PayPal is planning "aggressive changes" to its user terms and conditions, along with its overall fraud management operations, reports CNNMoney. But will these changes be good for your small business?
So far, there's little information out about these policy changes. However, according to PayPal's senior director of communications, they will signify a "fundamental shift" in the way the company has been doing business.
Here's why many business owners have high hopes for the PayPal policy change:
PayPal is a payment processor owned by eBay. Users can send out invoices and collect payments directly through their PayPal accounts.
Currently, PayPal has fraud prevention policies and processes in place. One of these is that PayPal will freeze funds if it detects potential fraudulent activity.
The problem with this type of safeguard is that it casts a wide net, ensnaring some perfectly legitimate transactions as well, critics complained to The New York Times.
For example, the recent crowdfunding craze has led to many campaigns and fundraisers coming under PayPal scrutiny. When PayPal notices large sums of money, or a substantial increase in activity, pass through a user's account, alerts can be triggered and the funds can subsequently be frozen.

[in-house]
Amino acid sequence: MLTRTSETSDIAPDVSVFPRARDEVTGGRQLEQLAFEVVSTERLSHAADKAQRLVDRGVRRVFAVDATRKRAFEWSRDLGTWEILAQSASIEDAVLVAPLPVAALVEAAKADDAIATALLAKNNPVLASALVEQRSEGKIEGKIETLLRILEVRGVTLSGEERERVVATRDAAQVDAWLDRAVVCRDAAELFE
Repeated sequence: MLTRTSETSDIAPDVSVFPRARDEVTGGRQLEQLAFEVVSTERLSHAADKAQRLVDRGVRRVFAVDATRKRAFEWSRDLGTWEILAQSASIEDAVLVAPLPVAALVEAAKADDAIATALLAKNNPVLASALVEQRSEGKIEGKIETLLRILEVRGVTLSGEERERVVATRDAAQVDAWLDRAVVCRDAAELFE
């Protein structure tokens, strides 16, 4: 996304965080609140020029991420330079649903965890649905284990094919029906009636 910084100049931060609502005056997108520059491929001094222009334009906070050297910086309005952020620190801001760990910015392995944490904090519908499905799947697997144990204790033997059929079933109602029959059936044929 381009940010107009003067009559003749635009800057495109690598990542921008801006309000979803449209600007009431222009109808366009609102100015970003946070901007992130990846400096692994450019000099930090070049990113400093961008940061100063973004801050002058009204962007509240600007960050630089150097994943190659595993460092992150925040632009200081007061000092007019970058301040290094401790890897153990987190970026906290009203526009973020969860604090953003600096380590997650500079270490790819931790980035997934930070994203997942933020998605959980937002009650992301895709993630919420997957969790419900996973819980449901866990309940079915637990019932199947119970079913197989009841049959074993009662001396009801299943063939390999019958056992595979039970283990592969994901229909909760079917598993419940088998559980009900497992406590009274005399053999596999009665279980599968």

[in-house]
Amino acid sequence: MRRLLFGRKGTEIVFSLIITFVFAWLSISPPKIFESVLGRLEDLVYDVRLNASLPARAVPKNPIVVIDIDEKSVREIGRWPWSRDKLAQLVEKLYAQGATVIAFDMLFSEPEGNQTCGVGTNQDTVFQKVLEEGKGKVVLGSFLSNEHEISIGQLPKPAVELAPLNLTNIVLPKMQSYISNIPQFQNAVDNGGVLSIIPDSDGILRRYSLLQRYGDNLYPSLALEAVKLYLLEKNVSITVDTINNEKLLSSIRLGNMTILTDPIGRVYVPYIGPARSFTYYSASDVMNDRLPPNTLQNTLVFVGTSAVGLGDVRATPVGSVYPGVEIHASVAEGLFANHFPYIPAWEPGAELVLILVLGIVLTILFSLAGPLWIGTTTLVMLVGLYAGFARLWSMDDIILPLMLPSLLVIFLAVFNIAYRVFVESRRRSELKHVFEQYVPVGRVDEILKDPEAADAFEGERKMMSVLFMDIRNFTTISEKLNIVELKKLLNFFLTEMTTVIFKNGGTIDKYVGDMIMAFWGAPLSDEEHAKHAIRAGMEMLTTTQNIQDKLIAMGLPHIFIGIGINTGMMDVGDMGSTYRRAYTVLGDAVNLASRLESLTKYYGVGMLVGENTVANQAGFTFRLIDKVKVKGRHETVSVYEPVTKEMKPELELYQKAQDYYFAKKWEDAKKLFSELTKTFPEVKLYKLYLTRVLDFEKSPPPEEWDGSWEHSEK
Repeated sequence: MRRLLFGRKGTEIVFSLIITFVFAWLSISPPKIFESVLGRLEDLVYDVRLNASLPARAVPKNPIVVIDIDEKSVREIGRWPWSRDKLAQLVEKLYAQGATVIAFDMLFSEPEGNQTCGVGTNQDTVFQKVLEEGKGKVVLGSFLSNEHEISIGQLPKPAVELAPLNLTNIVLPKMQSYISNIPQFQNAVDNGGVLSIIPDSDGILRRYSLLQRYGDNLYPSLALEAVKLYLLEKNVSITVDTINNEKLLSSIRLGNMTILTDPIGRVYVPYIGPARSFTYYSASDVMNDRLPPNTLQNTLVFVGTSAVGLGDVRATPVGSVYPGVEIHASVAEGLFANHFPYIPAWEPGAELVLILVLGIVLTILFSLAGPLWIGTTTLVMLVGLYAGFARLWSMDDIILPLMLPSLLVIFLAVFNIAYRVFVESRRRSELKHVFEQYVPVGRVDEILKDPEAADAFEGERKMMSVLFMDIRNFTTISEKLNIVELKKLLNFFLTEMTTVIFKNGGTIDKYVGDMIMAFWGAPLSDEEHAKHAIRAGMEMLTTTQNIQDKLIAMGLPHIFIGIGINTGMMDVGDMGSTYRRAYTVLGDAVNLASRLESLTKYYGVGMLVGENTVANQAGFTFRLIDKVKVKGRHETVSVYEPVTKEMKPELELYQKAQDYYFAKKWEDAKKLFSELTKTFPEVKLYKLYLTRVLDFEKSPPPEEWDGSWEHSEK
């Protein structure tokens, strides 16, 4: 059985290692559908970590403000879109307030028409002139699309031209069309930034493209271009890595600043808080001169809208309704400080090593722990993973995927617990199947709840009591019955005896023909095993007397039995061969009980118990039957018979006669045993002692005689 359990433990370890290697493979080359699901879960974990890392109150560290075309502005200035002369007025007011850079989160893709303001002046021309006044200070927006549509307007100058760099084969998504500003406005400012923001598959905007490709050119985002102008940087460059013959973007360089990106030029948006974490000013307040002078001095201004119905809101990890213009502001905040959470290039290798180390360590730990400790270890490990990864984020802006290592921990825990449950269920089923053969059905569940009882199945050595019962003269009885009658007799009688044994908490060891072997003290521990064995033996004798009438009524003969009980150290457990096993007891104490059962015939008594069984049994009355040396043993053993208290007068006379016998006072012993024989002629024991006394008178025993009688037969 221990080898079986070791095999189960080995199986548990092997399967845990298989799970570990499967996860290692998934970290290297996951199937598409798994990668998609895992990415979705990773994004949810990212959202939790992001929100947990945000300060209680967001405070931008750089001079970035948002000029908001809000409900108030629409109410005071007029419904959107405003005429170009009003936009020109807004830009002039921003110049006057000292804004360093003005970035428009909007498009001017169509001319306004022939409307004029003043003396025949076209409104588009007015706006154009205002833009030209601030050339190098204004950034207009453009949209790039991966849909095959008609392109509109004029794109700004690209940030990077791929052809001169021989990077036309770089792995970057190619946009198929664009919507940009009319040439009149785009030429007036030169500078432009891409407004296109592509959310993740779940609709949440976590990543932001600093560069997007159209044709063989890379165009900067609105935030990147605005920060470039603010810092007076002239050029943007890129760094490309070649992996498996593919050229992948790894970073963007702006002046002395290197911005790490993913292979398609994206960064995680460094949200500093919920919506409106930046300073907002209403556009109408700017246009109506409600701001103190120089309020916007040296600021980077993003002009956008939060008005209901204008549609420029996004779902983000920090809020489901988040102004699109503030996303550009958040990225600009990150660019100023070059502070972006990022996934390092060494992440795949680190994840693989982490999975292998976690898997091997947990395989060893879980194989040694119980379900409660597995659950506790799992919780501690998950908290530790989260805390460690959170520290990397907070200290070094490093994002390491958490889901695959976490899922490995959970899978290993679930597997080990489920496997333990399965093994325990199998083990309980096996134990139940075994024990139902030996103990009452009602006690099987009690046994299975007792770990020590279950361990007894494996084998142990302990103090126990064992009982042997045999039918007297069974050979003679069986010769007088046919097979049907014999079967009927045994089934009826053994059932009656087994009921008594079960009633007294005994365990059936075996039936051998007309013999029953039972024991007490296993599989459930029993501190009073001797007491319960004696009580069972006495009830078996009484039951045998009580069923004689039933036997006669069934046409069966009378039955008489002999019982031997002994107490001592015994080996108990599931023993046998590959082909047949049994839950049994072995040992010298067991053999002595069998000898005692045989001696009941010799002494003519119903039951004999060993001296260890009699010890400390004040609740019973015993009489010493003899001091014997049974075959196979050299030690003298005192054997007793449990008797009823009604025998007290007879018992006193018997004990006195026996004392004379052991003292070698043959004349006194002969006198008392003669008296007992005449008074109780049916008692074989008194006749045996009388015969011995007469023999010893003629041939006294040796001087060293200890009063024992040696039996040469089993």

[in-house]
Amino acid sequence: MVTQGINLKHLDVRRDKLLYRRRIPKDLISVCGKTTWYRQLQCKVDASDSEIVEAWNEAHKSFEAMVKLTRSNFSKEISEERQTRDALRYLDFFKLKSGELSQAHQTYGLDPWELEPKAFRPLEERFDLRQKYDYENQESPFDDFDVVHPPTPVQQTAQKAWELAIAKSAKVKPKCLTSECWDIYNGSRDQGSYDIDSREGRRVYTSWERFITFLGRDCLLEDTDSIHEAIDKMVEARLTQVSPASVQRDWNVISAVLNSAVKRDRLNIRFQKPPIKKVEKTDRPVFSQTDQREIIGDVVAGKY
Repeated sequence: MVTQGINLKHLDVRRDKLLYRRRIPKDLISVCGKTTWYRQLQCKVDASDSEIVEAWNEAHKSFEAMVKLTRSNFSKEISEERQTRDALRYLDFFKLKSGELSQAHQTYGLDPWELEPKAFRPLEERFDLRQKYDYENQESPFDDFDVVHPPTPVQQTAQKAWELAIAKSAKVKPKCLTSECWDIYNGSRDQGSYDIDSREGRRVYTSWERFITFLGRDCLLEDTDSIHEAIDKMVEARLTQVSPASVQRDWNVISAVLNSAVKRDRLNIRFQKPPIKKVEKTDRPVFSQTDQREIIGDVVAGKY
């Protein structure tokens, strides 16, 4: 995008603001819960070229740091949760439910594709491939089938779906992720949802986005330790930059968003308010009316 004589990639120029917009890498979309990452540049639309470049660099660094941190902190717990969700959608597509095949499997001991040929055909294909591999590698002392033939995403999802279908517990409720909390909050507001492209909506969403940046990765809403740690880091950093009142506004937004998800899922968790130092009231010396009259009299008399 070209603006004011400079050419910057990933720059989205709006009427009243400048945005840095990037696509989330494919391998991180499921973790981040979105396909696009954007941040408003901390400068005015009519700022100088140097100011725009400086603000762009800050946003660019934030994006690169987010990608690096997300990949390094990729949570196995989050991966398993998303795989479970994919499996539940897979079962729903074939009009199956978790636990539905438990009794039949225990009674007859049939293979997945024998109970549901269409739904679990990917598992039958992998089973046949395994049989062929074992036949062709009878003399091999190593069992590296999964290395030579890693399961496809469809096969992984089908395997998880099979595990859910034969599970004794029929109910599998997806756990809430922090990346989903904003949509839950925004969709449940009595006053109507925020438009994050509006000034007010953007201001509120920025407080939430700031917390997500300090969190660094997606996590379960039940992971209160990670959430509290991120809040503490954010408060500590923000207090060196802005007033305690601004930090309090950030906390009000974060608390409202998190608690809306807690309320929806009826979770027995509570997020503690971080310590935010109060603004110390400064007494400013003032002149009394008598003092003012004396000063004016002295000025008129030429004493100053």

Those funds then remain frozen for 21 days if an account is flagged as a fraud risk. That freeze could be extended by PayPal to 180 days.
The idea behind these procedures is that a scam artist's PayPal account would, in theory, show transactions that grossly deviate from their prior account activity levels.
Of course, when you're looking at a one-time fundraiser, that's exactly the kind of activity PayPal would see -- a one-time spike in activity and an increase in funds flowing into the account.
As a result, perfectly legitimate companies now have to jump through hoops to have their accounts unfrozen, the Times reports. Sometimes, they must prove their legitimacy by providing records detailing their account activity over the course of several months.
That's not always paperwork that a one-time charity or event fundraiser would have.
PayPal's policy changes will likely address these issues when they're released in the coming months. Time will tell whether the changes will pay off for businesses.
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